This financial transformation will continue to gain strength across nearly every sector as more companies adopt embedded finance and as consumers become more comfortable with these services. With more companies acting as financial companies, financial providers will need to become more accustomed to sharing customers with non-financial companies for services only they used to provide. This will increase competition for traditional finance companies and may result in better products and better customer service.
Many of these businesses are leveraging customer data and insights to maximize the customer experience and generate new growth paths. Their goal is to amplify brand loyalty and customer stickiness; increase conversion; and generate repeat purchases. Financial services in the experience age are best delivered in a way that reduces friction in financial interactions while increasing ease and elevating convenience. Businesses ranging from retailers and travel to software companies are also working to tailor their payment services for increased accessibility.
The company supports many different payment options, including credit, debit, and digital wallets, and also handles currency exchange, allowing businesses to transfer money from customers all over the world. Embedded finance is drastically changing when, where, and how people interact with financial services—and creates substantial opportunities for both financial and non-financial companies to serve a wider market. In fact, 88% percent of companies that implement embedded finance report increased customer engagement, and 85% say it helps them acquire new customers. It’s important for bank leaders to be aware of the potential challenges of embedded finance, including privacy and data security risks. However, they should strive to navigate these challenges and pursue embedded finance, as it offers many benefits to financial institutions and businesses, helping them remain competitive.
As a result, embedded finance will become firmly interwoven into more industries, acknowledging ecommerce as the driving force in business growth and revenue streams. “Buy now, pay later” (BNPL) is one of the most visible forms of embedded lending seen by online shoppers. It appears during the online checkout process, at the moment consumers are contemplating their available funds, and offers to split the payment up over time.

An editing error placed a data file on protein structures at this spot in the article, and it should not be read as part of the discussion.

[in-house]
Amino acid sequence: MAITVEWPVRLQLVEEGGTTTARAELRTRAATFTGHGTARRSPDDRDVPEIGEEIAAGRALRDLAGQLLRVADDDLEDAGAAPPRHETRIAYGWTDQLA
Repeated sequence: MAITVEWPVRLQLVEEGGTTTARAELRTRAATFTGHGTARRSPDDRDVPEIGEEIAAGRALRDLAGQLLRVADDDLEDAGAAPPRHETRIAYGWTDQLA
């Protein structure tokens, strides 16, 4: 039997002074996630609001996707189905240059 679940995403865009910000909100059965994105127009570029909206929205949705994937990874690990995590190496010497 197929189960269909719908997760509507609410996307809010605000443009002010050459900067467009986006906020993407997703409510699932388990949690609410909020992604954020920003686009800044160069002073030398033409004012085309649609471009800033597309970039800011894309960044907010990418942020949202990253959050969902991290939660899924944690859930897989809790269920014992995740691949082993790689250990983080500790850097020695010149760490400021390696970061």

This metric has grown steadily over the survey’s eight years and accelerated during pandemic lockdowns. A combination of industry, consumer, and macroeconomic factors will power the rise of embedded finance in Europe, the UK, and the US over the next decade. Most of all, embedded finance will become mainstream thanks to increasing consumer trust in Big Tech firms to manage their finances, as well as these firms’ growing footprint in finance.
With the rise of embedded investing, consumers can now buy cryptocurrency from other platforms they already use, including Venmo and Paypal. While this is a newer use case for embedded financial services, it’s ripe for growth as consumers come to expect the sites they use to offer additional services. In the future, this might include being able to discuss stocks in a chat room and then easily buy shares or allowing users to buy stocks in their checking account app. According to our estimates, the market could double in size within the next three to five years. If you’ve ever used a ride sharing service or ordered late night eats using a food delivery platform then you’ve already experienced some of the benefits of embedded finance – seamless, easy to use, and an improved overall customer experience. Embedded finance, simply put, is non-financial institutions using financial tools and services.